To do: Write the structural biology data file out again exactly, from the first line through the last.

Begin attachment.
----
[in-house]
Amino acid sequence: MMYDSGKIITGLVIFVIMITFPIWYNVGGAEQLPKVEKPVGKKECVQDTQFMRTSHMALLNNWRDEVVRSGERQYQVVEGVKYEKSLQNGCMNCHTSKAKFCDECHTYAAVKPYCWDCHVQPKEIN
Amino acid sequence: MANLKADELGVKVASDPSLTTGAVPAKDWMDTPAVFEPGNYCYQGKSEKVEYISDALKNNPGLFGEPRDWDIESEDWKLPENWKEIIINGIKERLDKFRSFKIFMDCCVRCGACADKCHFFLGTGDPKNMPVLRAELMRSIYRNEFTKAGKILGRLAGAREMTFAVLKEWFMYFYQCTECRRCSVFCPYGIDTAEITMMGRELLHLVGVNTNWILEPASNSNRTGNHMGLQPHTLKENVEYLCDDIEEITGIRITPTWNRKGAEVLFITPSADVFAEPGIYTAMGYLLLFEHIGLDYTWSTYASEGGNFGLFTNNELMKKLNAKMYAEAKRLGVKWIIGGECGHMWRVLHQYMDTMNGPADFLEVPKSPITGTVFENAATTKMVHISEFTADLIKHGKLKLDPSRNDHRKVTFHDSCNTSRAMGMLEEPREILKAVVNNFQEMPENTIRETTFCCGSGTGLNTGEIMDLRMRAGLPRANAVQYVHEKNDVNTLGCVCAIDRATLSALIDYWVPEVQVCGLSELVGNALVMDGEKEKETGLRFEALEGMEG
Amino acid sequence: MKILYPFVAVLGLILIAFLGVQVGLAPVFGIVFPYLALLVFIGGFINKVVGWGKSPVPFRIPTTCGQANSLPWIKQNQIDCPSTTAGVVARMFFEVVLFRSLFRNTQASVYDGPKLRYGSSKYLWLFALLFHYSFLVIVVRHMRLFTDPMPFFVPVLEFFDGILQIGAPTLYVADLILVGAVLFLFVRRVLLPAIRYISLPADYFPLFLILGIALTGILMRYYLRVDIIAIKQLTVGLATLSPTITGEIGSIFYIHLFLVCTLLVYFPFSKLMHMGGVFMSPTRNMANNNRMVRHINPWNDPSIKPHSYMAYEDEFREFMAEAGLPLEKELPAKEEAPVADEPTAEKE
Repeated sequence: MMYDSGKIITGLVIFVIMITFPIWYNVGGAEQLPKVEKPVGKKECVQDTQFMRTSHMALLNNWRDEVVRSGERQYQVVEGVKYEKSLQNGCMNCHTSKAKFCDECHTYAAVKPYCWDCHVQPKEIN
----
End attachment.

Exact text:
[in-house]
Amino acid sequence: MMYDSGKIITGLVIFVIMITFPIWYNVGGAEQLPKVEKPVGKKECVQDTQFMRTSHMALLNNWRDEVVRSGERQYQVVEGVKYEKSLQNGCMNCHTSKAKFCDECHTYAAVKPYCWDCHVQPKEIN
Amino acid sequence: MANLKADELGVKVASDPSLTTGAVPAKDWMDTPAVFEPGNYCYQGKSEKVEYISDALKNNPGLFGEPRDWDIESEDWKLPENWKEIIINGIKERLDKFRSFKIFMDCCVRCGACADKCHFFLGTGDPKNMPVLRAELMRSIYRNEFTKAGKILGRLAGAREMTFAVLKEWFMYFYQCTECRRCSVFCPYGIDTAEITMMGRELLHLVGVNTNWILEPASNSNRTGNHMGLQPHTLKENVEYLCDDIEEITGIRITPTWNRKGAEVLFITPSADVFAEPGIYTAMGYLLLFEHIGLDYTWSTYASEGGNFGLFTNNELMKKLNAKMYAEAKRLGVKWIIGGECGHMWRVLHQYMDTMNGPADFLEVPKSPITGTVFENAATTKMVHISEFTADLIKHGKLKLDPSRNDHRKVTFHDSCNTSRAMGMLEEPREILKAVVNNFQEMPENTIRETTFCCGSGTGLNTGEIMDLRMRAGLPRANAVQYVHEKNDVNTLGCVCAIDRATLSALIDYWVPEVQVCGLSELVGNALVMDGEKEKETGLRFEALEGMEG
Amino acid sequence: MKILYPFVAVLGLILIAFLGVQVGLAPVFGIVFPYLALLVFIGGFINKVVGWGKSPVPFRIPTTCGQANSLPWIKQNQIDCPSTTAGVVARMFFEVVLFRSLFRNTQASVYDGPKLRYGSSKYLWLFALLFHYSFLVIVVRHMRLFTDPMPFFVPVLEFFDGILQIGAPTLYVADLILVGAVLFLFVRRVLLPAIRYISLPADYFPLFLILGIALTGILMRYYLRVDIIAIKQLTVGLATLSPTITGEIGSIFYIHLFLVCTLLVYFPFSKLMHMGGVFMSPTRNMANNNRMVRHINPWNDPSIKPHSYMAYEDEFREFMAEAGLPLEKELPAKEEAPVADEPTAEKE
Repeated sequence: MMYDSGKIITGLVIFVIMITFPIWYNVGGAEQLPKVEKPVGKKECVQDTQFMRTSHMALLNNWRDEVVRSGERQYQVVEGVKYEKSLQNGCMNCHTSKAKFCDECHTYAAVKPYCWDCHVQPKEIN